Coinbase Voices: Why I decided on a career in crypto

Coinbase Voices is a collection of employee stories that highlight the expertise of our Coinbase team and share their journeys into crypto. In this post, Senior Recruiting Manager Carolina Verdelho discusses her experience as an international recruiter and how she uses it to help shape the future of Coinbase.

Tell us about your journey to becoming a Senior Recruiting Manager. What are the requirements of your job?

I’ve been in the recruitment industry for over 15 years and have always worked with technology companies. My career began in Brazil, working in traditional technology like Dell and Oracle, hiring people from all over Latin America in technical, sales and business positions.

My first language is Portuguese, but because I got to know other countries from the start, I also learned to speak Spanish and English. I wasn’t expecting to get hired at first – in fact, this was my last choice for jobs. Now, don’t even think about taking me away from him! This is what I love.

What prompted you to work at Coinbase?

I worked for about nine years at Facebook when I decided I needed something new. One day, I was talking to a friend and she shared that I wanted to do something different, but I didn’t know what that was. He noted that when I joined Dell, the company was going into retail, and when I joined Oracle, it was launching software as a service. When I joined Facebook, no one knew what social media would be. I joined at a pivotal time in these companies’ travels. He said, “I think you should do it again.” He works for a blockchain company and suggested that I try the crypto environment. I wasn’t sure, but I started doing some homework and changed my status to to open on linkedin. To my surprise, someone from Coinbase contacted me, along with five other crypto companies. I thought, maybe my friend is right – maybe it’s for me. From there, I started talking to the folks at Coinbase and learning more about what the company had to offer.

Candidates often ask me during interviews: Why did you decide to leave Facebook and join Coinbase? I find myself giving the same answer I gave when I joined Facebook nine years ago. At the time, it was a company with 4,000 global employees. I remember the Vice President of Engineering asked me why I wanted to join, and what I thought the company would be like in five years. I told her, “I don’t know what this company is going to be in the next five years – which is exactly why I wanted to join. I want to help build it.” It’s the same for Coinbase – I don’t know where we’ll be in five years, but I want to help us get there.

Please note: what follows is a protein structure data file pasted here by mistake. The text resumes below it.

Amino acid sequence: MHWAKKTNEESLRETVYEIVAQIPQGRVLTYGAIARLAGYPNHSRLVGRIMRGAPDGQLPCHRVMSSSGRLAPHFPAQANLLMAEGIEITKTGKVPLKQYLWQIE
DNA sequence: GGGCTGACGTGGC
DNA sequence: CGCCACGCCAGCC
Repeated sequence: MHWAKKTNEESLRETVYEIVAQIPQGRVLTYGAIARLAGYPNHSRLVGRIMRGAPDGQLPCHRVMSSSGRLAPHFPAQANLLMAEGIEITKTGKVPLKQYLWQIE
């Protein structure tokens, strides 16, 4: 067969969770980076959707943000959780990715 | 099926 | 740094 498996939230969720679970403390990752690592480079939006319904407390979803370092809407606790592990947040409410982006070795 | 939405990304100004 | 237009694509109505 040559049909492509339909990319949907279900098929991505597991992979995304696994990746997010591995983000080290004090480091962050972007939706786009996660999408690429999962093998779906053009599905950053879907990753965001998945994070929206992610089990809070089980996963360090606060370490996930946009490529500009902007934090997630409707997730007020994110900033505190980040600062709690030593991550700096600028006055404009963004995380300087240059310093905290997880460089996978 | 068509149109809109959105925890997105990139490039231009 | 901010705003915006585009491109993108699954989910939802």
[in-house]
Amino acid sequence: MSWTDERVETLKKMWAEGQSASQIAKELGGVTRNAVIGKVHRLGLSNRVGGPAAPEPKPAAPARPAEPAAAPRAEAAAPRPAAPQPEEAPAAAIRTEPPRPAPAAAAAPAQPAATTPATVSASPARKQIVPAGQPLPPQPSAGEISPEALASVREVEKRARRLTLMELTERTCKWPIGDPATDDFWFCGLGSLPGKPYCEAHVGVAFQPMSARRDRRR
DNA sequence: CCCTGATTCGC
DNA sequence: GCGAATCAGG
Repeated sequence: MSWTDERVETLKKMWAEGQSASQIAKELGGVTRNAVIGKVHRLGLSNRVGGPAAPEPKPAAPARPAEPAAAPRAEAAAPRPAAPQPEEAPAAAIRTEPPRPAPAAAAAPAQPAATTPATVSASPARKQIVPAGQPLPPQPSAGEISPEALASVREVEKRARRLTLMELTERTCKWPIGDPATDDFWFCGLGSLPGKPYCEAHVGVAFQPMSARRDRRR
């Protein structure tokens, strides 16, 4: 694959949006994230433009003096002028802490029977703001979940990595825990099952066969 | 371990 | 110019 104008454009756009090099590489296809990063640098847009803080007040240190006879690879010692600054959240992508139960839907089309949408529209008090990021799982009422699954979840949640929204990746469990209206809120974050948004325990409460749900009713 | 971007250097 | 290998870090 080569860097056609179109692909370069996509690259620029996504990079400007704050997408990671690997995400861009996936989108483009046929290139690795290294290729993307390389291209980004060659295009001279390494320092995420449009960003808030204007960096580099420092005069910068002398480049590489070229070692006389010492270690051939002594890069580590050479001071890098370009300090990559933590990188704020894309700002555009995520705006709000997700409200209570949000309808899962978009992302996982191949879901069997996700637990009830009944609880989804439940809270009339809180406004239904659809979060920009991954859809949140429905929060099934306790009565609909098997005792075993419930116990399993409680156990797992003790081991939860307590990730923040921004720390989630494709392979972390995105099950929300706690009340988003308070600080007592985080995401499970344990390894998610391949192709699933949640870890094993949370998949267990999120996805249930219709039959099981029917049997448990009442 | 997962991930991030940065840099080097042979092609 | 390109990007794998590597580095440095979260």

What project are you working on in the next 60 days?

My role has changed quite a bit since I joined Coinbase in May of this year. I wear three different hats: I run an eye recruiting team of engineering directors in the United States; I am helping stand up recruitment efforts in Latin America, including Brazil and others; And I do the same for Europe, the Middle East and Africa, in the UK, Ireland, Israel and others.

Internationally, we started everything from the beginning – hiring recruits, finding agencies that would help us, creating a system for how to recruit in each country. We’re in hyper-growth mode, and it’s an exciting time to be here – especially on the recruitment team.

What does working for a remote company look like first? What advice would you give to someone considering this?

I was on Facebook when the pandemic spread and everyone was away, and later I had the opportunity to work from home full time. When I was looking to join another company, it was one of the mandatory requirements for me.

Telecommuting allows me to balance running the household – husband, kids, and dog – while also working and being as available as possible. It doesn’t make sense for me to commute 30-40 minutes in the car when I can do something productive, like support my team or find a solution to a problem. Working remotely is the best use of my time.